Walker, C., Harper, C.J., Brundrett, M., Krings, M., The Early Devonian fungus Mycokidstonia sphaerialoides from the Rhynie chert is a member of the Ambisporaceae (Glomeromycota, Archaeosporales), not an ascomycete., Review of Palaeobotany and Palynology, 287, 2021, p104384 , Journal Article, PUBLISHED  DOI  URL
Krings, M., Serbet, S., Harper, C.J., Rhizophydites matryoshkae gen. et sp. nov. (fossil Chytridiomycota) on spores of the early land plant Horneophyton lignieri from the Lower Devonian Rhynie chert., International Journal of Plant Sciences, 182, (2), 2021, p109 - 122, Journal Article, PUBLISHED  TARA - Full Text  DOI  URL
Harper, C.J., Walker, C., Schwendemann, A.B., Kerp, H., Krings, M., Archaeosporites rhyniensis gen. et sp. nov. (Glomeromycota, Archaeosporaceae), from the Lower Devonian Rhynie chert - a fungal lineage morphologically unchanged from more than 400 million years., Annals of Botany, 126, (5), 2020, p915 - 928, Journal Article, PUBLISHED  TARA - Full Text  DOI  URL
Harper, C.J., Taylor, E.L., Krings, M., Filamentous cyanobacteria preserved in masses of fungal hyphae from the Triassic of Antarctica, Peer J., 8, 2020, pe8660 , Journal Article, PUBLISHED  TARA - Full Text  DOI  URL
Decombeix, A.-L., Durieux, T., Harper, C.J., Serbet, R., Taylor, E.L., A Permian nurse log and evidence for facilitation in high-latitude Glossopteris forests., Lethaia, 54, (1), 2020, p96 - 105, Journal Article, PUBLISHED  DOI  URL
Krings, M., Harper, C.J., Morphological diversity of fungal reproductive units in the Lower Devonian Rhynie and Windyfield cherts, Scotland: A new species of the genus Windipila., PalZ, 94, 2020, p619 - 632, Journal Article, PUBLISHED  TARA - Full Text  DOI  URL
Harper, C.J., Galtier, J., Taylor, T.N., Taylor, E.L., Rößler, R., Krings, M., Distribution of fungal endophytes in a Triassic fern stem., Earth and Environmental Science Transactions of the Royal Society of Edinburgh, 108, (4), 2019, p387 - 398, Journal Article, PUBLISHED  DOI  URL  Other
Krings, M., Harper, C.J., Fungal intruders of enigmatic propagule clusters occurring in microbial mats from the Lower Devonian Rhynie chert, PalZ, 93, 2019, p135 - 149, Journal Article, PUBLISHED  DOI  URL
Krings, M., Harper, C.J., A new species of Perexiflasca, enigmatic microfossils with suggested affinities to Chytridiomycota (Fungi) from the Lower Devonian Rhynie and Windyfield cherts, Geobios, 56, 2019, p107 - 114, Journal Article, PUBLISHED  DOI  URL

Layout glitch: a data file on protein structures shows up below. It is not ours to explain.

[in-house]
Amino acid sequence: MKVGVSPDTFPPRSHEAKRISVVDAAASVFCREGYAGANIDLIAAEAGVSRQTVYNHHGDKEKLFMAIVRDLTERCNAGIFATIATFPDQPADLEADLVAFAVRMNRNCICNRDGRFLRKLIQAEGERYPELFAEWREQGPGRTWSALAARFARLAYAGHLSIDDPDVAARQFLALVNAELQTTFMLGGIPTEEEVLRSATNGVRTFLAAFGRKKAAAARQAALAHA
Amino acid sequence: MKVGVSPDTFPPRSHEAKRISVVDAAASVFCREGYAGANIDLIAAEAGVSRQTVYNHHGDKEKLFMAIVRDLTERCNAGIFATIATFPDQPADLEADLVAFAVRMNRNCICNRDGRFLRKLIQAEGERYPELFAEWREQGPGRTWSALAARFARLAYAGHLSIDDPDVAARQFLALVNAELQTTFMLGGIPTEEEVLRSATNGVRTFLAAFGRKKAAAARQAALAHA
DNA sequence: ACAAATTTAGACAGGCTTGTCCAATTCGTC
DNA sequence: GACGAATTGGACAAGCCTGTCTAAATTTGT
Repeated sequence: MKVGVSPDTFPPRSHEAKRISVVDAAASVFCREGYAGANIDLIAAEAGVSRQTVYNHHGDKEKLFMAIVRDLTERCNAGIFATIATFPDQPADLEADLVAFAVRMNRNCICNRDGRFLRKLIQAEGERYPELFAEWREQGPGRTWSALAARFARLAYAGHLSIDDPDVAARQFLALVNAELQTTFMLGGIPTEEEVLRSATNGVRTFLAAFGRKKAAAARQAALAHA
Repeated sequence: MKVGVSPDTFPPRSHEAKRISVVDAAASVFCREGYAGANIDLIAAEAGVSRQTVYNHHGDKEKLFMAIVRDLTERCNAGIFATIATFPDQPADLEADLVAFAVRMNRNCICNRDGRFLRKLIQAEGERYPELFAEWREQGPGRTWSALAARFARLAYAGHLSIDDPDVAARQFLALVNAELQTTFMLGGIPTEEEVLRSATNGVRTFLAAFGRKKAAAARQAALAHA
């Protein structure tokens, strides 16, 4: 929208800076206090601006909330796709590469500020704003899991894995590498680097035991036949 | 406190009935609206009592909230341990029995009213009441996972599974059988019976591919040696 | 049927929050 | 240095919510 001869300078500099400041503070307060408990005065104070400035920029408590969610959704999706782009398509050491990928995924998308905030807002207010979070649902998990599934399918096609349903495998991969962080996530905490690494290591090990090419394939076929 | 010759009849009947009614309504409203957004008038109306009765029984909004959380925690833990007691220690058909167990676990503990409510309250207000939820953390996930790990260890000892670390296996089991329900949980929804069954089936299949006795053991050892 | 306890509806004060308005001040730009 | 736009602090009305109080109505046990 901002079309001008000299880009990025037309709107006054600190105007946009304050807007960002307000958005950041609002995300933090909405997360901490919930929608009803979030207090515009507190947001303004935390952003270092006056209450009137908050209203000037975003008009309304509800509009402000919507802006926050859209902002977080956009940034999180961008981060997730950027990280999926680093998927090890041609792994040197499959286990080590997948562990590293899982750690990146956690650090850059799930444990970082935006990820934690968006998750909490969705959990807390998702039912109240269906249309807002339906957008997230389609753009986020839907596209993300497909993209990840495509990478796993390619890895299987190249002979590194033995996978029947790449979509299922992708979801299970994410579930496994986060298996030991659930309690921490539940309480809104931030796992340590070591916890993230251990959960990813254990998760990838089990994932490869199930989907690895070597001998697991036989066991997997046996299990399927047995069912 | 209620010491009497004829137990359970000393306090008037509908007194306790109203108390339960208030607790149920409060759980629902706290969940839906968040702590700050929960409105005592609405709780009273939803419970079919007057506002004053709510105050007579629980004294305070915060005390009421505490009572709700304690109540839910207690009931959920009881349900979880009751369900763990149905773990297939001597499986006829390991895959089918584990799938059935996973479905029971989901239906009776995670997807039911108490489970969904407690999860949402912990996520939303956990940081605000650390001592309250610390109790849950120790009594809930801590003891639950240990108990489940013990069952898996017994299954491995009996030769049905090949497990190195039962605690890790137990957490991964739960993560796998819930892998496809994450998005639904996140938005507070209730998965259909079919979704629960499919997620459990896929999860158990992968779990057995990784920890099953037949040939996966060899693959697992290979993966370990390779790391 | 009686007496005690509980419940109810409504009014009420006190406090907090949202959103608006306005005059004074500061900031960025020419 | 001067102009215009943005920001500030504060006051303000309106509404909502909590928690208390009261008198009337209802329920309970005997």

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Ryberg, P.E., Harper, C.J., Decombeix, A.L. , Celebrating women in paleobotany: A tribute to Edith L. Taylor, International Journal of Plant Sciences, 186, (6), 2021, p000 - 000, Journal Article, PUBLISHED
Rothwell, G.W., Krings, M., Harper, C.J., Thomas N. Taylor - Pioneering palaeomycologist (1937-2016), IMA Fungus , 8, 2017, p59 - 60, Journal Article, PUBLISHED
Harper, C.J., Fossil Fungi, Review of Fossil Fungi, by Taylor, T.N., Krings, M., , Ameghiniana, 53, (2), 2016, p238-240 , Review, PUBLISHED

  

Award Date
Fossil des Monats [Fossil of the month]. Rätselhaftes Farnstämmchen [Enigmatic fern stem]. Study and specimen were selected as fossil of the month exhibit in BSPG, Munich, Germany. 2018
I.W. Bailey Award. Award for best manuscript submitted to the IAWA (International Association for Wood Anatomists) Journal by an early career wood anatomist. 2016
Alexander von Humboldt Research Fellowship for Postdoctoral Researchers (3.1-USA/1160852 STP) 2015-2017
Isabell Cookson Award. Paleobotany Section Botanical Society of America - Best student oral presentation. 2015
University of Kansas Undergraduate Research Mentor Award. (University-wide award). 2015
Kenneth B. Armitage Award for Excellence in Teaching, Principles of Biology Laboratory (Student Nominated Award). 2014
Sally K. Frost Mason and Kenneth A. Mason Award for Excellence in Teaching Undergraduate Biology Core Laboratory (Student Nominated Award). 2013